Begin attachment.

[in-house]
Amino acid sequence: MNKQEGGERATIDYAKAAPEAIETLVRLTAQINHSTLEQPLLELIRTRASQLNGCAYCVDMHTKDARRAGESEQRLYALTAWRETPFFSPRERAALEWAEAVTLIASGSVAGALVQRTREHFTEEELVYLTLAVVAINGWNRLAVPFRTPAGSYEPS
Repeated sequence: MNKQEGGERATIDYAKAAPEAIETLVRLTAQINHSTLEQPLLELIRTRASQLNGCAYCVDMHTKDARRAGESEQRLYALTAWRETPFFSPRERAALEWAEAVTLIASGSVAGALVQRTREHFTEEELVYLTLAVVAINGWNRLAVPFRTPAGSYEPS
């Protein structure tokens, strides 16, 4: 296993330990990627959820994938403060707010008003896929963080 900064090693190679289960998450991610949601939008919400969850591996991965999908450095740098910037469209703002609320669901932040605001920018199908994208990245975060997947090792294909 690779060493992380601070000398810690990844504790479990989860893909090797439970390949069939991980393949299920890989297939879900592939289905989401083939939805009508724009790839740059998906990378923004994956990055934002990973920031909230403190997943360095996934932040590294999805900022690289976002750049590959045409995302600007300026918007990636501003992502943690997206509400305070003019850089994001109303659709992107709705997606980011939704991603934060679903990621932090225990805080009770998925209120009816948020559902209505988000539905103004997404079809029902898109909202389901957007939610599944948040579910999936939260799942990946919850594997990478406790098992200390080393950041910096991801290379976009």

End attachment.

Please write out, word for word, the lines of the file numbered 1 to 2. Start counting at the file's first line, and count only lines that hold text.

[in-house]
Amino acid sequence: MNKQEGGERATIDYAKAAPEAIETLVRLTAQINHSTLEQPLLELIRTRASQLNGCAYCVDMHTKDARRAGESEQRLYALTAWRETPFFSPRERAALEWAEAVTLIASGSVAGALVQRTREHFTEEELVYLTLAVVAINGWNRLAVPFRTPAGSYEPS